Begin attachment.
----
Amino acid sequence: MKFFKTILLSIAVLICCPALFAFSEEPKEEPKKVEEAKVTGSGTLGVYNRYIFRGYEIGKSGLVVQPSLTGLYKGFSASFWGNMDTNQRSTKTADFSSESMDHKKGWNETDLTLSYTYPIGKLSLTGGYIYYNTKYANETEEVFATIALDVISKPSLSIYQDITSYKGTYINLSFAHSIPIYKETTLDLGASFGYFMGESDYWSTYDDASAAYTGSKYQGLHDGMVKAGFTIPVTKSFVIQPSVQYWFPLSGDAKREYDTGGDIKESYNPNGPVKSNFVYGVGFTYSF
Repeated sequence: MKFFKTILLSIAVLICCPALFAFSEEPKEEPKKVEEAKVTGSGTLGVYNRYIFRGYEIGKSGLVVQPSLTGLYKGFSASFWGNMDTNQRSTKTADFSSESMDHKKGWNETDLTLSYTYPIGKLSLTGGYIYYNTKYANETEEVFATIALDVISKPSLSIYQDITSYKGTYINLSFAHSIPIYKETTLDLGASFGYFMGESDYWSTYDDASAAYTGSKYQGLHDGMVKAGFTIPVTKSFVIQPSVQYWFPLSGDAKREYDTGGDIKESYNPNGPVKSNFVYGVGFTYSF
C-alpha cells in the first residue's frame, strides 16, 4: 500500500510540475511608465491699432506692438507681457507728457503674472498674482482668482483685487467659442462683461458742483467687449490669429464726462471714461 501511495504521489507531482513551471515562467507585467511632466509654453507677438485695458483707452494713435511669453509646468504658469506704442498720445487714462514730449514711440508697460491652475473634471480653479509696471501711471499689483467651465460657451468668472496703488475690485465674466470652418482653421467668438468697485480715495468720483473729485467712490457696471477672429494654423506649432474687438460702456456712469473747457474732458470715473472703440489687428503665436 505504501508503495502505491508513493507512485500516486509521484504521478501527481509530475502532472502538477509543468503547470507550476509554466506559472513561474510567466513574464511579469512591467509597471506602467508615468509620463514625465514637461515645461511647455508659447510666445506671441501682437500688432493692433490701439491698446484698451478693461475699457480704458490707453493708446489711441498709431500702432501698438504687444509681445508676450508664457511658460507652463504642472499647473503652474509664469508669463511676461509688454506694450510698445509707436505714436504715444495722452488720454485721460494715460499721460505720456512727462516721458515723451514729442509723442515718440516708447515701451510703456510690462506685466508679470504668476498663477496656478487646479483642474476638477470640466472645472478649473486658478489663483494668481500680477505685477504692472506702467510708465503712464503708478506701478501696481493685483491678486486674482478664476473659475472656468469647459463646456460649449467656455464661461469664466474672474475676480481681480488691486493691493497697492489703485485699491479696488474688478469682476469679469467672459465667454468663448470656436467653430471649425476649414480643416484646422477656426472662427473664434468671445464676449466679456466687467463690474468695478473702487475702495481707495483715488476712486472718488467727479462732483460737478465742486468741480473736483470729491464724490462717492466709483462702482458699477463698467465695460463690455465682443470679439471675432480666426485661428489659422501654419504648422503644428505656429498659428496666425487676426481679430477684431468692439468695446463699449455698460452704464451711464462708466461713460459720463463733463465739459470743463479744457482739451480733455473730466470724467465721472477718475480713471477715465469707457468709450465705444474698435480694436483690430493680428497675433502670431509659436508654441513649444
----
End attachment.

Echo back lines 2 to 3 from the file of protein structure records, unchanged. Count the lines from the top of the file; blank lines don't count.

Repeated sequence: MKFFKTILLSIAVLICCPALFAFSEEPKEEPKKVEEAKVTGSGTLGVYNRYIFRGYEIGKSGLVVQPSLTGLYKGFSASFWGNMDTNQRSTKTADFSSESMDHKKGWNETDLTLSYTYPIGKLSLTGGYIYYNTKYANETEEVFATIALDVISKPSLSIYQDITSYKGTYINLSFAHSIPIYKETTLDLGASFGYFMGESDYWSTYDDASAAYTGSKYQGLHDGMVKAGFTIPVTKSFVIQPSVQYWFPLSGDAKREYDTGGDIKESYNPNGPVKSNFVYGVGFTYSF
C-alpha cells in the first residue's frame, strides 16, 4: 500500500510540475511608465491699432506692438507681457507728457503674472498674482482668482483685487467659442462683461458742483467687449490669429464726462471714461 501511495504521489507531482513551471515562467507585467511632466509654453507677438485695458483707452494713435511669453509646468504658469506704442498720445487714462514730449514711440508697460491652475473634471480653479509696471501711471499689483467651465460657451468668472496703488475690485465674466470652418482653421467668438468697485480715495468720483473729485467712490457696471477672429494654423506649432474687438460702456456712469473747457474732458470715473472703440489687428503665436 505504501508503495502505491508513493507512485500516486509521484504521478501527481509530475502532472502538477509543468503547470507550476509554466506559472513561474510567466513574464511579469512591467509597471506602467508615468509620463514625465514637461515645461511647455508659447510666445506671441501682437500688432493692433490701439491698446484698451478693461475699457480704458490707453493708446489711441498709431500702432501698438504687444509681445508676450508664457511658460507652463504642472499647473503652474509664469508669463511676461509688454506694450510698445509707436505714436504715444495722452488720454485721460494715460499721460505720456512727462516721458515723451514729442509723442515718440516708447515701451510703456510690462506685466508679470504668476498663477496656478487646479483642474476638477470640466472645472478649473486658478489663483494668481500680477505685477504692472506702467510708465503712464503708478506701478501696481493685483491678486486674482478664476473659475472656468469647459463646456460649449467656455464661461469664466474672474475676480481681480488691486493691493497697492489703485485699491479696488474688478469682476469679469467672459465667454468663448470656436467653430471649425476649414480643416484646422477656426472662427473664434468671445464676449466679456466687467463690474468695478473702487475702495481707495483715488476712486472718488467727479462732483460737478465742486468741480473736483470729491464724490462717492466709483462702482458699477463698467465695460463690455465682443470679439471675432480666426485661428489659422501654419504648422503644428505656429498659428496666425487676426481679430477684431468692439468695446463699449455698460452704464451711464462708466461713460459720463463733463465739459470743463479744457482739451480733455473730466470724467465721472477718475480713471477715465469707457468709450465705444474698435480694436483690430493680428497675433502670431509659436508654441513649444